After taking a look at the first few words of KEEP IT REAL,
Bill Bryan's debut novel, you will know whether or not the book
will appeal to you. If you happen to be disgusted, then you might
as well stop reading, because it only gets better (or, depending on
your perspective, worse) as the pages roll by. If you start
laughing --- after you shake your head and re-read that first
sentence a few times, just to make sure you got it right --- then
you are going to love this wild ride through the world of reality
television, guided by a protagonist whose hay wagon is a few bales
short of a full load.
KEEP IT REAL is uproariously, bitingly funny. To paraphrase a
famous golfer, if something in here doesn't offend you, then you
weren't paying attention. Bryan, who has toiled in the television
medium (as a writer and producer for "Coach" and "Night Court") and
knows of what he writes, has come out of the gate wearing razor
blades and lets no one escape unscathed.
Ted Collins, the narrator of the book, is a former investigative
reporter who has experienced a rapid downward slide marked by a
divorce, meltdown and --- perhaps the crowning blow ---
court-ordered supervision of his child visitation. Collins is now a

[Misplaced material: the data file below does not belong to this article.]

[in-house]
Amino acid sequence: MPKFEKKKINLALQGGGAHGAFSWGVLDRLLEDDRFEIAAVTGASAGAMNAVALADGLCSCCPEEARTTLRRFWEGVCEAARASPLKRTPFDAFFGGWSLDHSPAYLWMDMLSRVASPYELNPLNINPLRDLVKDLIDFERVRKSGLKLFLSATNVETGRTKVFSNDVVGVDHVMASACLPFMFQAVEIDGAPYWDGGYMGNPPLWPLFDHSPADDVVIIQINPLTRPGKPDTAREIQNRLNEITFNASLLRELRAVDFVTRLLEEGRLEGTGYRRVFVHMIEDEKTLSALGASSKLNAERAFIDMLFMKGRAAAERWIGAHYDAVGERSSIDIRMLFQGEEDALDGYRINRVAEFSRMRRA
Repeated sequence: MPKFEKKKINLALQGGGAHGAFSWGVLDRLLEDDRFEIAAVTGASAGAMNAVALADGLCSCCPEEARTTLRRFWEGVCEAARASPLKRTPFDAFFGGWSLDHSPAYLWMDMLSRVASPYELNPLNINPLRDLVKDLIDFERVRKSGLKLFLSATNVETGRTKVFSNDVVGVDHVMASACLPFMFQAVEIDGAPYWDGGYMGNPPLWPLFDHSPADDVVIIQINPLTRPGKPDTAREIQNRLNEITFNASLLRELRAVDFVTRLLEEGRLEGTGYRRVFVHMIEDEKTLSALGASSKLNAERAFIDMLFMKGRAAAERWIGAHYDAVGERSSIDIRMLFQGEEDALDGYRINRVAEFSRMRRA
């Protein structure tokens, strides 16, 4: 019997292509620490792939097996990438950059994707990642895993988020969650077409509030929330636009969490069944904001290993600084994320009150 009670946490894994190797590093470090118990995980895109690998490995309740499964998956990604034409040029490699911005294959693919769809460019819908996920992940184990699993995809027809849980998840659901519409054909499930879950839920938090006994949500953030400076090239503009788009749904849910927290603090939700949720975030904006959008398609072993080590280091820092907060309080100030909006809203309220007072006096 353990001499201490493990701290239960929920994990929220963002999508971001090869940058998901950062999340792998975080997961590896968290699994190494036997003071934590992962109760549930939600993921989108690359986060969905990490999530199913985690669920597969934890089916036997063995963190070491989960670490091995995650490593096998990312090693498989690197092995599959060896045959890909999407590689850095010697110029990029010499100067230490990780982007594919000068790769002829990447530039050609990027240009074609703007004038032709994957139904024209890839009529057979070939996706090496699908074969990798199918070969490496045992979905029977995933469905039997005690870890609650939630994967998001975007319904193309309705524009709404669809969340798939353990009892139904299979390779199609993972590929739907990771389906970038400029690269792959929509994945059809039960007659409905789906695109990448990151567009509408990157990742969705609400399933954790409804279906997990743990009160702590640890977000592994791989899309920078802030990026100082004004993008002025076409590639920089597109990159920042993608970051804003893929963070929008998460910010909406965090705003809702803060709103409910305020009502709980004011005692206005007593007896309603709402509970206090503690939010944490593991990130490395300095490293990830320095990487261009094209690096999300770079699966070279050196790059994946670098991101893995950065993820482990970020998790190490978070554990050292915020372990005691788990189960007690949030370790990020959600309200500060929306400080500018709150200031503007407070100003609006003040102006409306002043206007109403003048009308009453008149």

segment producer for "The Mogul," a reality television show that,
against all odds, has become a hit. Among Collins's few remaining
assets: a talent for off-the-cuff improvisation and a rapier-like
wit capable of skewering everyone within a 100-yard radius.
Collins inadvertently witnesses an altercation between Boney, a
superstar rapper who needs a hit CD, and Patrice, his smoking-hot
girlfriend. When Patrice subsequently goes missing, Collins is
certain that she has met with foul play and that the "playa," if
you will, is Boney. Collins gets the wild idea to feature him as a
Mogul on the program in order to gain access to his home and
property for the purpose of investigating him and hopefully
ascertaining the fate of Patrice.
Collins has trouble getting his groove on, torn as he is between
his ex-wife --- now married to a successful entertainment attorney
(who just happens to be representing Boney) --- and Susan DeRosa,
an LAPD detective assigned to investigate Patrice's disappearance.
Collins is a screw-up, professionally and personally, and his
detecting instincts are better than his skills. But he is hilarious
--- all the more so because he says and thinks the same things many
of us do, unbidden or not, either alone or in impolite
Already a major talent in the world of television, Bryan has
crafted an outrageous, hilarious and impressive debut novel. Let's
hope this is only the beginning.
Reviewed by Joe Hartlaub on January 22, 2011
Keep It Real